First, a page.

Inspiration

With the rise of self driving cars on the horizon, implementing sensors inside of the car adds to the user experience and expands functionality. With a theme of quantified self in mind, we decided to make a hack that combined these two worlds.

What it does

An application that can be implemented in a self driving car that is capable of detecting a medical emergency as it unfolds using a Muse headband sensor to collect live data about the body and have the car react accordingly. Upon sensing a medical emergency, the car is rerouted to the nearest hospital and the passenger's relevant medical history is sent to the hospital along with the Muse headband data to prepare the personnel for the passenger's arrival.

How I built it

In our hack we use the Muse as an EEG to monitor signal voltages as neurons fire in the brain. In the event of a seizure signal voltages will drop drastically allowing us to record a medical emergency as it unfolds. Using these live data points we wrote a program in JavaScript and node.js that determines when abnormal behavior is recorded. This abnormal behavior is then communicated to our web based app hosted on a .tech domain. The user is prompted to reflect on their health and has the option to dismiss the abnormality if there is nothing wrong. In the event that they are unable to respond to the prompt, after 10 seconds the web app will proceed to send medical history and information to whatever google maps API determines is the nearest hospital so that they can prepare for the patient's arrival. Finally the app will communicate with a GPS to reroute the self driving car to the nearest hospital.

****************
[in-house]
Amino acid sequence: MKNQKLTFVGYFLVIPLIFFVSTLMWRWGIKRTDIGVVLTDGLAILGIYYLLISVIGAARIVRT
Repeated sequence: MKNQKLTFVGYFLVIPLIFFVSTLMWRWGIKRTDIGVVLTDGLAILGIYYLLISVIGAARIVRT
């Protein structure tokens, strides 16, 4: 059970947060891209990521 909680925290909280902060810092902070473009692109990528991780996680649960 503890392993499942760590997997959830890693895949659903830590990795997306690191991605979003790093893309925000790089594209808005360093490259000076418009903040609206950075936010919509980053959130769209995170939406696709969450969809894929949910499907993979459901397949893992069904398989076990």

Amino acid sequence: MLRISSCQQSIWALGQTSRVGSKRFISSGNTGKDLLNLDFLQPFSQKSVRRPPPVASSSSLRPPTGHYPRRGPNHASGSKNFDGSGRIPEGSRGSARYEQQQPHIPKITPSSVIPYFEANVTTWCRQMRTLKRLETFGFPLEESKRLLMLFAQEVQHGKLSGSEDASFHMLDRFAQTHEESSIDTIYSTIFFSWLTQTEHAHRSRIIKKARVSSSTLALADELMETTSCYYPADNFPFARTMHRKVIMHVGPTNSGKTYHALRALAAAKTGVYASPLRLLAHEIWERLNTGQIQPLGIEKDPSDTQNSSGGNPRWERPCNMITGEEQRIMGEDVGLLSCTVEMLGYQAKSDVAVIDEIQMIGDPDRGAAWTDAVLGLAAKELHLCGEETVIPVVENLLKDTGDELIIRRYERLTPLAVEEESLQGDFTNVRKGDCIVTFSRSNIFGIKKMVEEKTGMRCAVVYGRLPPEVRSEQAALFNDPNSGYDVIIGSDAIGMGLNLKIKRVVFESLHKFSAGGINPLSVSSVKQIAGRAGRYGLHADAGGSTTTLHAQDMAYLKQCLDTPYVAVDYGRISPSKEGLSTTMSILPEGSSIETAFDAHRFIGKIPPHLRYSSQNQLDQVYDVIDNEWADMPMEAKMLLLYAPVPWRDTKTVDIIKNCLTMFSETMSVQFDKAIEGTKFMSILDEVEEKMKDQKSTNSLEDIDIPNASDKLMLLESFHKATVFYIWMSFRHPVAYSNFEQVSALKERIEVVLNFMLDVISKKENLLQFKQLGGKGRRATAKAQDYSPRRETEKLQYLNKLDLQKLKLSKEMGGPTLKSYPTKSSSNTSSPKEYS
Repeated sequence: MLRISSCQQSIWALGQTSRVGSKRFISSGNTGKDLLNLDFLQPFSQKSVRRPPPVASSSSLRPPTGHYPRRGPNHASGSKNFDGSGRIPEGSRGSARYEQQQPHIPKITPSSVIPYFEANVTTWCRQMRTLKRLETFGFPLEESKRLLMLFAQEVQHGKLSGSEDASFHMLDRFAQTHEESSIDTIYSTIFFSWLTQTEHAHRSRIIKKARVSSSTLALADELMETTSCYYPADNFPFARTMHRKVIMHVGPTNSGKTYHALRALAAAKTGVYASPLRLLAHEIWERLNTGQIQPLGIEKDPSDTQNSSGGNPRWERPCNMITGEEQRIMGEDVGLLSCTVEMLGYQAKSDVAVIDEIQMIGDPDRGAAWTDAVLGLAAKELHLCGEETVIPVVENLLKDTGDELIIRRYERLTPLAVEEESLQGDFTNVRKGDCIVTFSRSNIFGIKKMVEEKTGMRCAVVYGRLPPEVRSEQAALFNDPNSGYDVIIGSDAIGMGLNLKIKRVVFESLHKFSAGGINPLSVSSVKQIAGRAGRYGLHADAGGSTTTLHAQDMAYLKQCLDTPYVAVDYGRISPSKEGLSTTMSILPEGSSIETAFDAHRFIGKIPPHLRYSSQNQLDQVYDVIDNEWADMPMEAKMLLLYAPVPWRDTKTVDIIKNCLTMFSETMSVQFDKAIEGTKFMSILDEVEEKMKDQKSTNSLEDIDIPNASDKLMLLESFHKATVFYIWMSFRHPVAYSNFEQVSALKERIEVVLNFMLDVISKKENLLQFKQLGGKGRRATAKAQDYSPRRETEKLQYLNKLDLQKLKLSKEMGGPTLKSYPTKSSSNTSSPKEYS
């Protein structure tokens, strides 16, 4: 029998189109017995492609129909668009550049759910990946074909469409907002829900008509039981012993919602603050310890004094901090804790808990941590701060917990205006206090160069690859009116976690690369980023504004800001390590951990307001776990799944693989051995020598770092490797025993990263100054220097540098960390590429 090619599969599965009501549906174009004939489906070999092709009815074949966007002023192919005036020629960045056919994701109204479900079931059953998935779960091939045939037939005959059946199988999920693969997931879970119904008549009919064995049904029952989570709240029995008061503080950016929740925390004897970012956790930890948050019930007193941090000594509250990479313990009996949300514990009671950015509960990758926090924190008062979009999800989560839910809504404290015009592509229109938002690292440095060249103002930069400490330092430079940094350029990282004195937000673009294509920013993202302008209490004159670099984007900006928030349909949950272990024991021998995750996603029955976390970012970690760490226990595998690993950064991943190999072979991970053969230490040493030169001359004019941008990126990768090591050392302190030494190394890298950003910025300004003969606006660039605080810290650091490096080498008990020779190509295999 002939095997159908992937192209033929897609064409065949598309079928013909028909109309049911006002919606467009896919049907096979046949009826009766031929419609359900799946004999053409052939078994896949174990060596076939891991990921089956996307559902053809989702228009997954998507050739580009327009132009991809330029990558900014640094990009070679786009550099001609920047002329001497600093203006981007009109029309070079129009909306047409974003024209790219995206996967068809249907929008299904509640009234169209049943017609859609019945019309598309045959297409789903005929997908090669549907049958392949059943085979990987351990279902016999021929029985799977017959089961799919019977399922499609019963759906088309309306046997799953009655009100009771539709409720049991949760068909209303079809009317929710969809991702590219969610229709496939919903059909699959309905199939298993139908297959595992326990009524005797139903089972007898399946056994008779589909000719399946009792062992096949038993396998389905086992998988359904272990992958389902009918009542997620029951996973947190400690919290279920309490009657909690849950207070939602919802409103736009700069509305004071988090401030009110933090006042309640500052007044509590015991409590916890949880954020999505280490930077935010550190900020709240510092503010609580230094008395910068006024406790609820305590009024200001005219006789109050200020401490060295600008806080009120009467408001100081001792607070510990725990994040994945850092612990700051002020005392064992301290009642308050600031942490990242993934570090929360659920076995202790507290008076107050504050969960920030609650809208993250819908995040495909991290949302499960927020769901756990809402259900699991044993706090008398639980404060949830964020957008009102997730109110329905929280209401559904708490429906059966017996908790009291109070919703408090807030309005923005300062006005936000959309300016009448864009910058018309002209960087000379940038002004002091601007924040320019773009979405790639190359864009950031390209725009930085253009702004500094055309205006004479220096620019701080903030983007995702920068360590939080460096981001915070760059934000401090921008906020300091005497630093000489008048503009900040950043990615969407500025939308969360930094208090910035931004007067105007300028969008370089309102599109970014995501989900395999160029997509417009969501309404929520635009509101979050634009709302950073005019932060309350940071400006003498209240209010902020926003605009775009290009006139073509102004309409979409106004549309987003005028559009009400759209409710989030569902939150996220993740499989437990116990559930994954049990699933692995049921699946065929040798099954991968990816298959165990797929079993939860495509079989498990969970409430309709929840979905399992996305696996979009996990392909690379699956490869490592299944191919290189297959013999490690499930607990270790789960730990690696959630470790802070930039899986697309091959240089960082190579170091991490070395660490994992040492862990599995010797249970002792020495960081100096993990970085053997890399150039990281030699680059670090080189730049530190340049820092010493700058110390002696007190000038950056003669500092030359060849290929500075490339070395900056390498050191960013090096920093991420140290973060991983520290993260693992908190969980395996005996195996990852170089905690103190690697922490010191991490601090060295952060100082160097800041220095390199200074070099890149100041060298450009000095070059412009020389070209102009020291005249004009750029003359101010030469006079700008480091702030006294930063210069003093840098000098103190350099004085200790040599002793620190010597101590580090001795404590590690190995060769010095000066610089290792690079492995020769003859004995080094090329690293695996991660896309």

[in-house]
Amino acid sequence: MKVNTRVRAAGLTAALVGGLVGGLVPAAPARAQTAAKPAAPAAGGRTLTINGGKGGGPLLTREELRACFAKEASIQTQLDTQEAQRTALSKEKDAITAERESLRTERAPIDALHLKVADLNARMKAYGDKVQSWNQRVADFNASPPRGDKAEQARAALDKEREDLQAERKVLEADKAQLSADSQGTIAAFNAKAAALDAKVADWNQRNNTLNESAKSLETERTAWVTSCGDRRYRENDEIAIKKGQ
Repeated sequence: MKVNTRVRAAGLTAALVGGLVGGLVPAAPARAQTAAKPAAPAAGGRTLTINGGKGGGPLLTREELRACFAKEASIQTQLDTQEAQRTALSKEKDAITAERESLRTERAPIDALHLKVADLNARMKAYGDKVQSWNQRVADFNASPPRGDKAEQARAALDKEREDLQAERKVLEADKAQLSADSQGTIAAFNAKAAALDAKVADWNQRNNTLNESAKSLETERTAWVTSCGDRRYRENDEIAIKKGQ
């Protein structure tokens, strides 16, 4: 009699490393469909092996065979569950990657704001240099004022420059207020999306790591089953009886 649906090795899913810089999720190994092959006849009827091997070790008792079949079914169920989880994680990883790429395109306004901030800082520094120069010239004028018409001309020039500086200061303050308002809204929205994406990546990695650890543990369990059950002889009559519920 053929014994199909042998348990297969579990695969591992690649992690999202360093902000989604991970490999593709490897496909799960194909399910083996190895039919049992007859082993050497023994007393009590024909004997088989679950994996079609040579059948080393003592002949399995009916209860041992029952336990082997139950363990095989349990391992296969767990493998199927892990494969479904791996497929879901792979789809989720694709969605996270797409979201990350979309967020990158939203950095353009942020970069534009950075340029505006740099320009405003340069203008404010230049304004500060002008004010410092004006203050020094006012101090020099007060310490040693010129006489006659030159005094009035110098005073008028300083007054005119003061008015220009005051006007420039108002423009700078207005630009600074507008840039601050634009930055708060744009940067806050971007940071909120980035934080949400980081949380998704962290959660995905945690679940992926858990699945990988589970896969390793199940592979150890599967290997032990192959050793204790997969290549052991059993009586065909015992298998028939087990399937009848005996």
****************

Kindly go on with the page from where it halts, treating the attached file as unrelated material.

Challenges I ran into

At the start of this hackathon, one of us knew nothing about programming and the other two had virtually no knowledge of back-end development. It's safe to say that this was an awesome learning experience. Communicating between our JavaScript function that was analyzing the raw data and the website was tough, and sending a text from our webpage was also difficult (Twilio was not working well for some reason).

Accomplishments that I'm proud of

Gaining a much greater understanding of back-end development, getting experience working with Firebase and Muse, and learning some PHP are all things we're proud of.

What I learned

Back-end development, PHP scripting, Firebase, Node.js, Ajax, Twilio, Muse

What's next for MediRoute

As this app could potentially help save lives, we would be incredibly happy to see it or a similar idea hit a real market.

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